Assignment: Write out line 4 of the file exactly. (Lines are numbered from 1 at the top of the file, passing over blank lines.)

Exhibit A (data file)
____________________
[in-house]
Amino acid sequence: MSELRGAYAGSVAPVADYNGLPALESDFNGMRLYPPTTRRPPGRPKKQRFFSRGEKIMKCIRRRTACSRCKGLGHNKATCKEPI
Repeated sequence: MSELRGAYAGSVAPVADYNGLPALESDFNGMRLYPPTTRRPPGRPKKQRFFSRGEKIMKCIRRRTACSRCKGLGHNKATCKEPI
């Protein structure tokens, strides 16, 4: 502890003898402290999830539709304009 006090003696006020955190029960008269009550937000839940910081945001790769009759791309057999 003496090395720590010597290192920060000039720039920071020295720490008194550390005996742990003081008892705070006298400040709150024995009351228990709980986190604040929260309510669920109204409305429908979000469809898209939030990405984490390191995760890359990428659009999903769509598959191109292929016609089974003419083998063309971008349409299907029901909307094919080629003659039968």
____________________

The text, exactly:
């Protein structure tokens, strides 16, 4: 502890003898402290999830539709304009 006090003696006020955190029960008269009550937000839940910081945001790769009759791309057999 003496090395720590010597290192920060000039720039920071020295720490008194550390005996742990003081008892705070006298400040709150024995009351228990709980986190604040929260309510669920109204409305429908979000469809898209939030990405984490390191995760890359990428659009999903769509598959191109292929016609089974003419083998063309971008349409299907029901909307094919080629003659039968």